Summit joined Centennial of Gresham, Hood River Valley, Lincoln of Portland and Valley Catholic of Beaverton as the only high school football programs in Oregon that used InSite this season.
According to Riddell, the Illinois-based sports equipment company behind InSite, more than 30,000 players in more than 1,000 programs across the country, including 100 collegiate programs, have been implementing the InSite technology, which was made available to the public starting in 2014.
“These things aren’t going to stop concussions,” Hyatt says of the helmets. “What it was going to more do for us was give us an idea of what is actually going on during our practices and games, and give us insight on where blows are happening, the frequency of them, the levels of them. I thought that was kind of interesting. Overall I would say it’s a good investment for us. I mean, it’s a lot of work. You’ve got to put in the time on it, but in this day and age, if there’s technology out there, we’ve got to figure out how to utilize it to help protect players.”
As is common with new technology, the helmets were not without their glitches. Ericksen, the Summit trainer, says that the helmets’ sensors would sometimes signal an alert when, for example, a player dropped his helmet on a locker room bench. And the threshold for what constitutes a potentially dangerous hit is somewhat unclear, she notes.
But when working correctly, the InSite program offered a useful measurement device for Ericksen to check on players involved in a hard hit.
“I would go up to the athlete and ask them how they were doing,” Ericksen says. “They would remember the hit, and usually not show any symptoms or signs that he got a concussion. It kept the communication line open, which really helps.”
Ericksen says Summit players suffered several concussions this past season but not many severe ones. And most of the time, she saw the play that resulted in the concussion.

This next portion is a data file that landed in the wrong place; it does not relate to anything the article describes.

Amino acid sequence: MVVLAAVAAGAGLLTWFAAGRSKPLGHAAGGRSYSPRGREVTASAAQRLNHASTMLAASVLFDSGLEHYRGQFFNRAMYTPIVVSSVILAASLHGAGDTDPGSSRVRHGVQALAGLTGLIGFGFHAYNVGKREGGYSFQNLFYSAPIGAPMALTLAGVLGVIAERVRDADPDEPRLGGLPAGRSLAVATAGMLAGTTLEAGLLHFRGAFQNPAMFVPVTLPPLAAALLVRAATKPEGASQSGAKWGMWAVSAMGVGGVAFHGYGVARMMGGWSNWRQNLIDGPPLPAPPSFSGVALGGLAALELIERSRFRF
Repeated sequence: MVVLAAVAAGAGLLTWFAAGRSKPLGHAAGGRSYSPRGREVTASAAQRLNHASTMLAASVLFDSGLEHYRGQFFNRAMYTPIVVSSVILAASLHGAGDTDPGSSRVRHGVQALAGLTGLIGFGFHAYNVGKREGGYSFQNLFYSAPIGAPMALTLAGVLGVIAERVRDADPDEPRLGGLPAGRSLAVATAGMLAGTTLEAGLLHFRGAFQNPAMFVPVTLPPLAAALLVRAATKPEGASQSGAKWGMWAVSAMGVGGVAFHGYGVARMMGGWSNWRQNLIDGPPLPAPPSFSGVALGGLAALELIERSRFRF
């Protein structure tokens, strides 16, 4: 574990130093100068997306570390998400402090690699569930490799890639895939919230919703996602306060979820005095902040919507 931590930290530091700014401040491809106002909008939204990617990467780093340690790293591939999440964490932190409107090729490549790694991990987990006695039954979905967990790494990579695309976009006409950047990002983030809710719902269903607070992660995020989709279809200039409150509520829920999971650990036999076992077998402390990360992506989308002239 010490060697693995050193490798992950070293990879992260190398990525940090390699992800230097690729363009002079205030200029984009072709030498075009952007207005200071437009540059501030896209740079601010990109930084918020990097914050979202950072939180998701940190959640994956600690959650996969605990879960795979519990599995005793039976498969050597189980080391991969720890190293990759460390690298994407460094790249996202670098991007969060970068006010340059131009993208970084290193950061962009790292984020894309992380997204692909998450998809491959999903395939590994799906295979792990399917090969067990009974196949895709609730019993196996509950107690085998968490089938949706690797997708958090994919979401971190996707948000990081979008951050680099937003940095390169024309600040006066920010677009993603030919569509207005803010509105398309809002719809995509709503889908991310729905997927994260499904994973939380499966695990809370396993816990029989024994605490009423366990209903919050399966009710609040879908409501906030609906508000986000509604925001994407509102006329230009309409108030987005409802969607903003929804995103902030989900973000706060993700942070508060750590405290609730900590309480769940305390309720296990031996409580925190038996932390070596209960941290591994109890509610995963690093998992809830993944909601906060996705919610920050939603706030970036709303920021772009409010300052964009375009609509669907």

“The (helmet) alert would go off when I already knew I would do an evaluation on (the involved player),” Ericksen says. “But with it being such an intense environment and there’s so many things going on and distractions, having that alert just kind of focuses me on one player where I could be assessing something else and not be able to see the play.”
Hyatt says he plans to continue the InSite program next season for his varsity and JV players. He hopes that the information provided by the helmets can help pave the way to improving participation numbers in youth tackle football and on into high school.
“You always want to protect your athletes and have a better understanding of what’s going on with them,” Hyatt says. “But also be able to answer those questions from parents at the high school, middle school and youth levels who are so concerned — which we all are — about the information that’s out there now with concussions. This is just another way for me to have those conversations with parents and say, look, we can’t eliminate all these (concussions), but here’s what we’re doing to be more aware of them, and try to ease those concerns of having their kids play tackle football.”
— Reporter: 541-383-0318,